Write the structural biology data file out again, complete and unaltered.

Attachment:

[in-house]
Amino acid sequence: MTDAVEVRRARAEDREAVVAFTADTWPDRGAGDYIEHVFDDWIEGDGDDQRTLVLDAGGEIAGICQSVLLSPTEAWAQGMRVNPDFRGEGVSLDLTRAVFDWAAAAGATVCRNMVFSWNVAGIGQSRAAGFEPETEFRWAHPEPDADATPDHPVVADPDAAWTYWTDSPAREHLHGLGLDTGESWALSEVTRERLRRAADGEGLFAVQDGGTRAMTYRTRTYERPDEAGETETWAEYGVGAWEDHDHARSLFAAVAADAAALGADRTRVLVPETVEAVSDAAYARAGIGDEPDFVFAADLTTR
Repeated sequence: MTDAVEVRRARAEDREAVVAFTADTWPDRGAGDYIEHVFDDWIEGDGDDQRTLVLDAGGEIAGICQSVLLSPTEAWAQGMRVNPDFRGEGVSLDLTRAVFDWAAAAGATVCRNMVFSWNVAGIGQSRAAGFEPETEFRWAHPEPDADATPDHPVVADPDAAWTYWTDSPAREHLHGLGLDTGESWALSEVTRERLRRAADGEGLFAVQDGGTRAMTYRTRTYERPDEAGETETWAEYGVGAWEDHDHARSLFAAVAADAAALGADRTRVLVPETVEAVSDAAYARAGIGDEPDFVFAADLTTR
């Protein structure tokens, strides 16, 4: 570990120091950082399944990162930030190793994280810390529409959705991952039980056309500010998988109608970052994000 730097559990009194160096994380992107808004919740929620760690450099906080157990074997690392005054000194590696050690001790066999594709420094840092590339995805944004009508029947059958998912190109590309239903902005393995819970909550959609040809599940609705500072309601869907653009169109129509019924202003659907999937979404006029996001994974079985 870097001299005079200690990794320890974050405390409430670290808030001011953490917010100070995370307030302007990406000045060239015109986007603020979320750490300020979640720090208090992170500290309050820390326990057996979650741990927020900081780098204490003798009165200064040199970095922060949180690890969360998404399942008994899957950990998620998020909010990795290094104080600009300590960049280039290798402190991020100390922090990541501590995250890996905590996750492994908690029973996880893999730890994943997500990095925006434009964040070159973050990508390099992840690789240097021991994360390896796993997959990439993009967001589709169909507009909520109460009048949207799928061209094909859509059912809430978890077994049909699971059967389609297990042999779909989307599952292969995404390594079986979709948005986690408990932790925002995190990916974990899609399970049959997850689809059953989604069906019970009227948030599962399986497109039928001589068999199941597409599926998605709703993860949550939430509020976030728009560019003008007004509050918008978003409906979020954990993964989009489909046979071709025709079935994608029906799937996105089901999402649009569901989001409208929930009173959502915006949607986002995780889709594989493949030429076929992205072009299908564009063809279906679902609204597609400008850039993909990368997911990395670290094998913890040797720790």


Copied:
[in-house]
Amino acid sequence: MTDAVEVRRARAEDREAVVAFTADTWPDRGAGDYIEHVFDDWIEGDGDDQRTLVLDAGGEIAGICQSVLLSPTEAWAQGMRVNPDFRGEGVSLDLTRAVFDWAAAAGATVCRNMVFSWNVAGIGQSRAAGFEPETEFRWAHPEPDADATPDHPVVADPDAAWTYWTDSPAREHLHGLGLDTGESWALSEVTRERLRRAADGEGLFAVQDGGTRAMTYRTRTYERPDEAGETETWAEYGVGAWEDHDHARSLFAAVAADAAALGADRTRVLVPETVEAVSDAAYARAGIGDEPDFVFAADLTTR
Repeated sequence: MTDAVEVRRARAEDREAVVAFTADTWPDRGAGDYIEHVFDDWIEGDGDDQRTLVLDAGGEIAGICQSVLLSPTEAWAQGMRVNPDFRGEGVSLDLTRAVFDWAAAAGATVCRNMVFSWNVAGIGQSRAAGFEPETEFRWAHPEPDADATPDHPVVADPDAAWTYWTDSPAREHLHGLGLDTGESWALSEVTRERLRRAADGEGLFAVQDGGTRAMTYRTRTYERPDEAGETETWAEYGVGAWEDHDHARSLFAAVAADAAALGADRTRVLVPETVEAVSDAAYARAGIGDEPDFVFAADLTTR
């Protein structure tokens, strides 16, 4: 570990120091950082399944990162930030190793994280810390529409959705991952039980056309500010998988109608970052994000 730097559990009194160096994380992107808004919740929620760690450099906080157990074997690392005054000194590696050690001790066999594709420094840092590339995805944004009508029947059958998912190109590309239903902005393995819970909550959609040809599940609705500072309601869907653009169109129509019924202003659907999937979404006029996001994974079985 870097001299005079200690990794320890974050405390409430670290808030001011953490917010100070995370307030302007990406000045060239015109986007603020979320750490300020979640720090208090992170500290309050820390326990057996979650741990927020900081780098204490003798009165200064040199970095922060949180690890969360998404399942008994899957950990998620998020909010990795290094104080600009300590960049280039290798402190991020100390922090990541501590995250890996905590996750492994908690029973996880893999730890994943997500990095925006434009964040070159973050990508390099992840690789240097021991994360390896796993997959990439993009967001589709169909507009909520109460009048949207799928061209094909859509059912809430978890077994049909699971059967389609297990042999779909989307599952292969995404390594079986979709948005986690408990932790925002995190990916974990899609399970049959997850689809059953989604069906019970009227948030599962399986497109039928001589068999199941597409599926998605709703993860949550939430509020976030728009560019003008007004509050918008978003409906979020954990993964989009489909046979071709025709079935994608029906799937996105089901999402649009569901989001409208929930009173959502915006949607986002995780889709594989493949030429076929992205072009299908564009063809279906679902609204597609400008850039993909990368997911990395670290094998913890040797720790």